Adam Lamebert

Can you imagine being given the opportunity to have your big defining moment onstage in front of the world — and then using it to instead have someone else’s defining moment?  It seems apparent that Adam, at the AMA, was blatantly and specifically imitating some of Bowie’s most notorious onstage moments, the most obvious one being, of course, the moment made infamous by the widely distributed shot of Bowie going down on Ronson’s guitar.  The other was when Adam was leading boys around on a long leash, which is exactly what Bowie did while strolling high atop his massive catwalk set on the 1974 Diamond Dog tour while singing “Candidate.”  Exactly. 

I’ll be kind and assume that the kiss was Adam paying homage to the Madonna.  What does that leave that was Adam himself?  What did he give of himself?  Nothing.  Adam’s version looked contrived and forced and awkward, as indeed it was.  Why has this caused such confusion in the press and with fans?  Because it wasn’t genuine.  He’s not Bowie and he’ll never be Bowie, and it’s not 1974 so the gestures don’t have the same power.  He couldn’t pull it off.  He doesn’t have the mesmerizing hypnotic hoodoo that Bowie embodied that enabled him to be light years ahead of the times and not only survive but influence a generation or two towards self-actualization.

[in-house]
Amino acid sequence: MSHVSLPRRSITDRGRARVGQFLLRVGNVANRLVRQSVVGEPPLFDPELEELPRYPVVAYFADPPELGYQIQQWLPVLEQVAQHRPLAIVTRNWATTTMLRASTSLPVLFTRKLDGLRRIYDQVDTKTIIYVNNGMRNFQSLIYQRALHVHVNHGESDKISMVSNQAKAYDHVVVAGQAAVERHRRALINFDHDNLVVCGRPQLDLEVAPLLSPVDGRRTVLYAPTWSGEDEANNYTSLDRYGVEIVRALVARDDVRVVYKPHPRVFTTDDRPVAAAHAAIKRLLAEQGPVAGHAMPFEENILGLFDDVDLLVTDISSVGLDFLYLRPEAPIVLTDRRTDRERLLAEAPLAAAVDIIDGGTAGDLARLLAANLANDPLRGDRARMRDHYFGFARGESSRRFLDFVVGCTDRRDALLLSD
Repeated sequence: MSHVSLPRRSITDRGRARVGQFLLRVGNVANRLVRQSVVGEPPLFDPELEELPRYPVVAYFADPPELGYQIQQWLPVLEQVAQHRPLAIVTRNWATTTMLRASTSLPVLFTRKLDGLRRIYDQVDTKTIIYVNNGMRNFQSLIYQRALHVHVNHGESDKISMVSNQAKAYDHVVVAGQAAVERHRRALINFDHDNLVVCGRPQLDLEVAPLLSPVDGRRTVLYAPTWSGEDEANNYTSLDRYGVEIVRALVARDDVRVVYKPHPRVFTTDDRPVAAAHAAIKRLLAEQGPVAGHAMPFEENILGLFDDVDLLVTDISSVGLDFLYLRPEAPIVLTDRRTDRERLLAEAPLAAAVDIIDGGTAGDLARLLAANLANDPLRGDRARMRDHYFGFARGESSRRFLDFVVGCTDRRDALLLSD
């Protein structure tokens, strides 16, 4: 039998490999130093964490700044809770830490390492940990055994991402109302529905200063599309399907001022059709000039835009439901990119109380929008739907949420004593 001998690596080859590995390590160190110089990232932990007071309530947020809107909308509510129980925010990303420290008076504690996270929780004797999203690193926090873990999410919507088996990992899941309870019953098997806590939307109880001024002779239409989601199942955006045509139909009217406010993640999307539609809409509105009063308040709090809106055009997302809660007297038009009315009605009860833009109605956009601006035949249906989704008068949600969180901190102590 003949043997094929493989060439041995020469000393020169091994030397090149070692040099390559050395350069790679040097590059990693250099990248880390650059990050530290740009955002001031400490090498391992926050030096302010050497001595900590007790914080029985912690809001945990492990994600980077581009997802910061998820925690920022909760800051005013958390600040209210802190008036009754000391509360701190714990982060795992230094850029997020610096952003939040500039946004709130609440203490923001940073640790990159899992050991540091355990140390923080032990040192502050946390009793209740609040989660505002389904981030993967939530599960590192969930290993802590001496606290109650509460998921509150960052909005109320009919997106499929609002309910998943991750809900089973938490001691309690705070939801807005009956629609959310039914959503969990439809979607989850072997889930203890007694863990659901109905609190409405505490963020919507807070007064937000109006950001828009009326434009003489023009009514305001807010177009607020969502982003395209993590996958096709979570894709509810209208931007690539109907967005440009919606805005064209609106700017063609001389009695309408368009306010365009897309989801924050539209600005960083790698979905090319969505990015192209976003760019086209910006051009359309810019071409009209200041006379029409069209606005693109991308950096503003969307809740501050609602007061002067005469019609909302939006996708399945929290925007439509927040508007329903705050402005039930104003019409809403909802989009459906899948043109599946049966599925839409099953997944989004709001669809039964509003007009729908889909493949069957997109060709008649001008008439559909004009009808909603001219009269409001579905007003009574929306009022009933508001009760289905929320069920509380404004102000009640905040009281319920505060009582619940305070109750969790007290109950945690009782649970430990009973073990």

As Bowie sang in “Candidate,” “When it’s good, it’s really good, and when it’s bad, I go to pieces.”  It was really bad, Adam.  Go live on a mountain with monks and find your identity before you squander any more precious opportunities.


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